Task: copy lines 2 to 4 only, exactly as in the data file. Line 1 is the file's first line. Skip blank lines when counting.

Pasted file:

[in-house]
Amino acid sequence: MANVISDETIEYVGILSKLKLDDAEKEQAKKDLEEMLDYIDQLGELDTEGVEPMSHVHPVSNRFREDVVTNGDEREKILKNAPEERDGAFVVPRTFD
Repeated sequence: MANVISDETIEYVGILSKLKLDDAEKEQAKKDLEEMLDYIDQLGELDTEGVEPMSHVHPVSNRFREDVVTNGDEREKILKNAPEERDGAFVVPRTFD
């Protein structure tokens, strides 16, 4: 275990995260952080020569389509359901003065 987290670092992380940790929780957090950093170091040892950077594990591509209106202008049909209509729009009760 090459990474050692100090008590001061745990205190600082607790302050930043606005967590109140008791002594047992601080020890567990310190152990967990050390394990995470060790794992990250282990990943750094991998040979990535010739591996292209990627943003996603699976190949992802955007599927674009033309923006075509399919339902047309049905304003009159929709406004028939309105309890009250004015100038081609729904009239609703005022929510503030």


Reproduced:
Amino acid sequence: MANVISDETIEYVGILSKLKLDDAEKEQAKKDLEEMLDYIDQLGELDTEGVEPMSHVHPVSNRFREDVVTNGDEREKILKNAPEERDGAFVVPRTFD
Repeated sequence: MANVISDETIEYVGILSKLKLDDAEKEQAKKDLEEMLDYIDQLGELDTEGVEPMSHVHPVSNRFREDVVTNGDEREKILKNAPEERDGAFVVPRTFD
């Protein structure tokens, strides 16, 4: 275990995260952080020569389509359901003065 987290670092992380940790929780957090950093170091040892950077594990591509209106202008049909209509729009009760 090459990474050692100090008590001061745990205190600082607790302050930043606005967590109140008791002594047992601080020890567990310190152990967990050390394990995470060790794992990250282990990943750094991998040979990535010739591996292209990627943003996603699976190949992802955007599927674009033309923006075509399919339902047309049905304003009159929709406004028939309105309890009250004015100038081609729904009239609703005022929510503030």